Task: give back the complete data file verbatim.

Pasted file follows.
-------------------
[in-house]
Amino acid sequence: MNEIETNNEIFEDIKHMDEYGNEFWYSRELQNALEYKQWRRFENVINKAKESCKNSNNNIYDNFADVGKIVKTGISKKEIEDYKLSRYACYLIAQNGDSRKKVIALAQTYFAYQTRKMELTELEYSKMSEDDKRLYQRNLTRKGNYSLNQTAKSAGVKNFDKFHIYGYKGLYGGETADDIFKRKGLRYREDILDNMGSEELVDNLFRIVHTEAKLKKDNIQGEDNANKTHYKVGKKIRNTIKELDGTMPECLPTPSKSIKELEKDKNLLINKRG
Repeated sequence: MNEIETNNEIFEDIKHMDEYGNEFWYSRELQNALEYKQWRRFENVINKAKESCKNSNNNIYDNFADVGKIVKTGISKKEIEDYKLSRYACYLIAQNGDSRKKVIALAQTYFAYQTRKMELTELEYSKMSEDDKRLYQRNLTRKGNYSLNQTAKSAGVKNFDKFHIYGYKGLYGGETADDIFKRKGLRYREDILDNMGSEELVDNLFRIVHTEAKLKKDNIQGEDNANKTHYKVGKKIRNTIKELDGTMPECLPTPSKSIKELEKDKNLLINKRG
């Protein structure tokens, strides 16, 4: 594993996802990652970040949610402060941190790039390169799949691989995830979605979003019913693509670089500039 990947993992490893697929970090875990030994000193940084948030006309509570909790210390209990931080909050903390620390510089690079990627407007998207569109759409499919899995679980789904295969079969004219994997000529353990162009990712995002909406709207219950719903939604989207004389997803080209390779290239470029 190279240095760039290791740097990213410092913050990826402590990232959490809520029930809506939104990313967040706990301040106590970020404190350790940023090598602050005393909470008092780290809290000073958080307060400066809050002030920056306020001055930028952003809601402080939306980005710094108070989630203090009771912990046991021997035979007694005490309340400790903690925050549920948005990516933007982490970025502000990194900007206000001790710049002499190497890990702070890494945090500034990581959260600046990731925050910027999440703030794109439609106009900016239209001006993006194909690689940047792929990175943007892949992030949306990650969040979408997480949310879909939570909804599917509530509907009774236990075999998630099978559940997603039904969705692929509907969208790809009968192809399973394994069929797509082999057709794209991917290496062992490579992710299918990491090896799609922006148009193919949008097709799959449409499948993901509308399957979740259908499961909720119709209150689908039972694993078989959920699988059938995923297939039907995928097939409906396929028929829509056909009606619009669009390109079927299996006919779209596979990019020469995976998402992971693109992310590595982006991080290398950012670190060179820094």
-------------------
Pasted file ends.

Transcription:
[in-house]
Amino acid sequence: MNEIETNNEIFEDIKHMDEYGNEFWYSRELQNALEYKQWRRFENVINKAKESCKNSNNNIYDNFADVGKIVKTGISKKEIEDYKLSRYACYLIAQNGDSRKKVIALAQTYFAYQTRKMELTELEYSKMSEDDKRLYQRNLTRKGNYSLNQTAKSAGVKNFDKFHIYGYKGLYGGETADDIFKRKGLRYREDILDNMGSEELVDNLFRIVHTEAKLKKDNIQGEDNANKTHYKVGKKIRNTIKELDGTMPECLPTPSKSIKELEKDKNLLINKRG
Repeated sequence: MNEIETNNEIFEDIKHMDEYGNEFWYSRELQNALEYKQWRRFENVINKAKESCKNSNNNIYDNFADVGKIVKTGISKKEIEDYKLSRYACYLIAQNGDSRKKVIALAQTYFAYQTRKMELTELEYSKMSEDDKRLYQRNLTRKGNYSLNQTAKSAGVKNFDKFHIYGYKGLYGGETADDIFKRKGLRYREDILDNMGSEELVDNLFRIVHTEAKLKKDNIQGEDNANKTHYKVGKKIRNTIKELDGTMPECLPTPSKSIKELEKDKNLLINKRG
């Protein structure tokens, strides 16, 4: 594993996802990652970040949610402060941190790039390169799949691989995830979605979003019913693509670089500039 990947993992490893697929970090875990030994000193940084948030006309509570909790210390209990931080909050903390620390510089690079990627407007998207569109759409499919899995679980789904295969079969004219994997000529353990162009990712995002909406709207219950719903939604989207004389997803080209390779290239470029 190279240095760039290791740097990213410092913050990826402590990232959490809520029930809506939104990313967040706990301040106590970020404190350790940023090598602050005393909470008092780290809290000073958080307060400066809050002030920056306020001055930028952003809601402080939306980005710094108070989630203090009771912990046991021997035979007694005490309340400790903690925050549920948005990516933007982490970025502000990194900007206000001790710049002499190497890990702070890494945090500034990581959260600046990731925050910027999440703030794109439609106009900016239209001006993006194909690689940047792929990175943007892949992030949306990650969040979408997480949310879909939570909804599917509530509907009774236990075999998630099978559940997603039904969705692929509907969208790809009968192809399973394994069929797509082999057709794209991917290496062992490579992710299918990491090896799609922006148009193919949008097709799959449409499948993901509308399957979740259908499961909720119709209150689908039972694993078989959920699988059938995923297939039907995928097939409906396929028929829509056909009606619009669009390109079927299996006919779209596979990019020469995976998402992971693109992310590595982006991080290398950012670190060179820094």